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Unbounded Robotics' UBR-1

In July, and possibly even earlier, a rumor began to diffuse among Silicon Valley’s tightknit robotics community indicating that Unbounded Robotics, a spinoff from the robotic research incubator Willow Garage and producer of the UBR-1, an inexpensive, mobile manipulation robot, was about to fold. On a personal note, I first got wind of a potential shutdown in early August, and three thousand miles away from Unbounded’s Santa Clara offices.

It appears that the rumor was well founded. Unbounded has indeed shut down, although some confirmative sources are softer than others. For example, Unbounded’s last Twitter posting was on July 18th. Previously, Unbounded’s Tweeter feed was updated every couple of days, or even multiple times per day. Solid confirmation came by way of an excellent piece in the IEEE Spectrum written by Evan Ackerman, which cited an Email by Unbounded’s CEO Melonee Wise indicating that the company was in the process of shutting down. Unbounded’s PR firm has also confined that the company has ceased operations and are no longer a customer (although Unbounded is still listed as a current client).

The news came as a shock to the robotics community, and as a gut punch to that subset which hails from the mid-peninsula. After all, Unbounded was regarded as something of an industry darling since the company’s launch in Spring 2013. And why not? The backstory, as a spinoff of the well regarded Willow Garage and headed by smart, capable Willow alums, resonated extremely well. The award winning UBR-1, the company’s single armed, mobile manipulation platform, was highly photogenic and videogenic. More importantly, the UBR-1 was built upon, and in some ways improved upon, Willow’s dual armed PR2 research robot (the ROS based systems are similar in appearance as well). Even better yet, at $50K, Unbounded’s UBR-1 was much less costly than the PR2 ($200-$400K). But it seems that the UBR-1, which was only unveiled in October 2013 at the RoboBusiness Leadership Summit, and made available for preorder in April 2014, was not to be.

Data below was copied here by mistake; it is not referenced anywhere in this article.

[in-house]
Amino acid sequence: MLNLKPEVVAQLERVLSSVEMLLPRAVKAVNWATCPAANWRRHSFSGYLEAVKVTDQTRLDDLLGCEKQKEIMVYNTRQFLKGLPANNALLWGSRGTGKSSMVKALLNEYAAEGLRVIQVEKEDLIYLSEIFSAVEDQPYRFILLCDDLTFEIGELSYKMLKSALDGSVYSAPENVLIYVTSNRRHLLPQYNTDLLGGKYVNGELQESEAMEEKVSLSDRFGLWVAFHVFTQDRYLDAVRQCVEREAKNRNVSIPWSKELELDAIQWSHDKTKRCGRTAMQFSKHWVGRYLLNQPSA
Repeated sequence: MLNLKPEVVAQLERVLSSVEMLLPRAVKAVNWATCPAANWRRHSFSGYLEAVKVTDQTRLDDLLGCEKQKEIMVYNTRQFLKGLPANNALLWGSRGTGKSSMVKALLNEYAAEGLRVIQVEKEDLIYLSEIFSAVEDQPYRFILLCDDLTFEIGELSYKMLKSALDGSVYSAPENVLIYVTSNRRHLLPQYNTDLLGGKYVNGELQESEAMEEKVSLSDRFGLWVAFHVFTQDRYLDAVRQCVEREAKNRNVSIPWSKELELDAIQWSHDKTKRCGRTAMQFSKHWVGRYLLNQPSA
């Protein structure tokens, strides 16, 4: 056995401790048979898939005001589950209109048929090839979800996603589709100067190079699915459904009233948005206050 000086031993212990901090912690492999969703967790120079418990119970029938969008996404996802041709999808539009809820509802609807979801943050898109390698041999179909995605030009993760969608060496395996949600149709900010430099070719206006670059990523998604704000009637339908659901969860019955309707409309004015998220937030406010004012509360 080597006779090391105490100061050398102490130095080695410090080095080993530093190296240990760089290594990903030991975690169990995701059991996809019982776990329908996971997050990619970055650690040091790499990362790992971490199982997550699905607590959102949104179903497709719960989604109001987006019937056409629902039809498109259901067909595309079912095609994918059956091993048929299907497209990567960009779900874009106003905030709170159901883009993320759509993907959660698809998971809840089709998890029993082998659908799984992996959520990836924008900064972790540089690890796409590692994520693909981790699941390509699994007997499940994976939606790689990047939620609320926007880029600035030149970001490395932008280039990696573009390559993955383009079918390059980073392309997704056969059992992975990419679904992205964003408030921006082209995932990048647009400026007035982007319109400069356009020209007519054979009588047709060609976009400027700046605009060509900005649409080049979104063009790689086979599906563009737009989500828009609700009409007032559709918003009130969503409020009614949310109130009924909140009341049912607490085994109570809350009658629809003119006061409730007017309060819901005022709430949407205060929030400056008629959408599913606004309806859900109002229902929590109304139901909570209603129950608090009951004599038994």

What Happened? - The reason for Unbounded’s closure, namely that there was a kerfuffle over intellectual property, shared technology or, more likely, direct competition with other Willow spinoffs, made sense at first blush (again, described in the IEEE piece - “Unfortunately Unbounded Robotics is in the process of shutting down due to issues with our Willow Garage spin off agreement that prevents us from raising series A investment”.). But on further reflection, it just did not make sense that Unbounded would launch a business and announce a product without determining beforehand if there were any constraints or limiting factors that would preclude the company from attracting funding. Clearly, there must another story.

Premise 1 – Embrace the Obvious - Given this assumption, it is easy to come up with any number of possible scenarios that would lead to Unbounded’s shutdown. I settled upon what I thought was the most obvious conclusion. Namely, Unbounded Robotics failed to secure funding from a greedy and clueless VC community, and this was abetted by Unbounded’s lack of business acumen in their choice of target market. That is, Unbounded approached the VC community with a business plan that emphasized UBR-1’s role as a low cost, research platform and the company’s target market as PhD level researchers at universities and corporate research centers. The research robotics sector is a viable, exciting market, albeit a small one. VCs, however, in their quest for a quick and massive payoff, begged off funding the company.

Premise 1 Fail - While describing VCs as greedy might be personally satisfying and possibly even true, as a whole they are decidedly not clueless. Also, it is very common for robotics start-ups to focus exclusively on technology, remaining blithely unaware of business imperatives and larger market issues. But the Unbounded Robotics founders did not appear to be of that ilk. In fact, the company clearly described the UBR-1 as an open platform that could be used for many types of applications, including material handling for light manufacturing, as a mobile delivery platform for hospital logistics, and more. I would also argue that over time the company placed an increasingly greater emphasis on the commercial potential of the UBR-1.

Mobile Manipulation - At this time robotic manipulation is quite advanced, and new technologies and techniques are continually being released that increase capabilities. Technologies for mobility and navigation, too, are mature. Every day autonomous mobile robotic systems prove themselves in hospitals, warehouses and even on the battlefield.